There’s an anti-digital backlash going on, tied to an interest in the “artisanal,” and ultimately connected to the maker movement. Or at least it looks like and anti-digital, pointedly analog backlash. Jonathan Safran Foer’s Tree of Codes gets called the “anti-kindle,” for example, because it allows us to remember the tactile and physical qualities of books (by carving them up with a die-cut method). Appeals to paper and boards and glue and thread, and the weight and feel (and smell) of those things, have recently been made in the context of the artisanal turn in general. Partly this is a countermovement in response to the digitization of everything. As Andrew Piper says, “The more screenish our world becomes, the more we try to insert tactility back into it.” He rightly argues in Book Was There that we’re in a transitional or “translational” moment requiring increased humanistic and technical understanding of what is at stake in the different materialities of our different platforms for reading.
In fact, the most interesting instances of the apparent analog backlash, the bookish resistance to digitization, often contain within themselves the evidence of the very translational complications that may seem at first to be trying to escape. Dave Eggers’ McSweeney’s Publishing has produced a number of books with flagrantly physical bindings, for example, not the least of which is Eggers’ own 2012 novel, A Hologram for the King, with a textured, gold-foil stamped cover. It’s a book that says “Book”–no accident, surely, in a novel that tells the story of a crazy boondoggle to set up a hologram-based communication link in the Saudi desert.
McSweeney’s interest in this area is diverse. In December it will publish musician Beck Hansen’s latest “album,” Song Reader, which as the publisher’s advertisement says, comes “in an almost-forgotten form–twenty songs existing only as individual pieces of sheet music, never before released or recorded.”
Complete with full-color, heyday-of-home-play-inspired art for each song and a lavishly produced hardcover carrying case, Song Reader is an experiment in what an album can be at the end of 2012–an alternative that enlists the listener in the tone of every track, and that’s as visually absorbing as a dozen gatefold LPs put together.
If you want to hear the songs, the announcement concludes, “bringing them to life depends on you.” In a digital era when analog synthesizers, vinyl records, and analog tape recordings are retro-hip, Beck has out-analoged the analog fetishists (like the grandson of a Fluxus artist that he is).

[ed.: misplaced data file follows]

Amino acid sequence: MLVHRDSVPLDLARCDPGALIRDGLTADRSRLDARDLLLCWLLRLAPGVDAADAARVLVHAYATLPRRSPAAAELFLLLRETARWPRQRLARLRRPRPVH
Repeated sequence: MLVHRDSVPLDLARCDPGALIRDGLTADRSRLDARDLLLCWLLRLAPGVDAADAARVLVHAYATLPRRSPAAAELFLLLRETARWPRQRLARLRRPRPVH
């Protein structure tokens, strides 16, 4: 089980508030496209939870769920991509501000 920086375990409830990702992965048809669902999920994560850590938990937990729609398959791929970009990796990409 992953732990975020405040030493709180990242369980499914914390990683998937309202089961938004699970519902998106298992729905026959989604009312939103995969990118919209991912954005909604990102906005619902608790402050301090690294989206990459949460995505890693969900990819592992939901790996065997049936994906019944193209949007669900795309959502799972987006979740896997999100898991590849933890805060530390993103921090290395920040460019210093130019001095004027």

Beck’s preface to the album has just appeared at The New Yorker website.
We started collecting old sheet music, and becoming acquainted with the art work, the ads, the tone of the copy, and the songs themselves. They were all from a world that had been cast so deeply into the shadow of contemporary music that only the faintest idea of it seemed to exist anymore. I wondered if there was a way to explore that world that would be more than an exercise in nostalgia . . . .
But the final twist to the project is that (of course) performances of the songs will be recorded, are already being recorded, by known artists and unknown amateurs, using digital technology and the conventions of social media (of course), and selections of these performances will be posted as videos for download on the album’s official website. So the event or happening that the album is meant to cue is very much what Piper calls a translational event, a hybrid, analog/digital affair, and is ultimately dependent on the Internet for its own successful publication, its being made public, rather than remaining many isolated, individual experiences with ukeleles and pianos.
One thought on “Analog backlash?”
it’s nice to see how the mediums support one another. happily mcsweeny’s has the same complicated relationship to the internet as beck:
among other internet weirdness, two bloggers who liked this post have liked mine recently, which makes me suspect a bot, although i tend not to browse on wordpress the way it allows. (i came here by way of loyola’s site).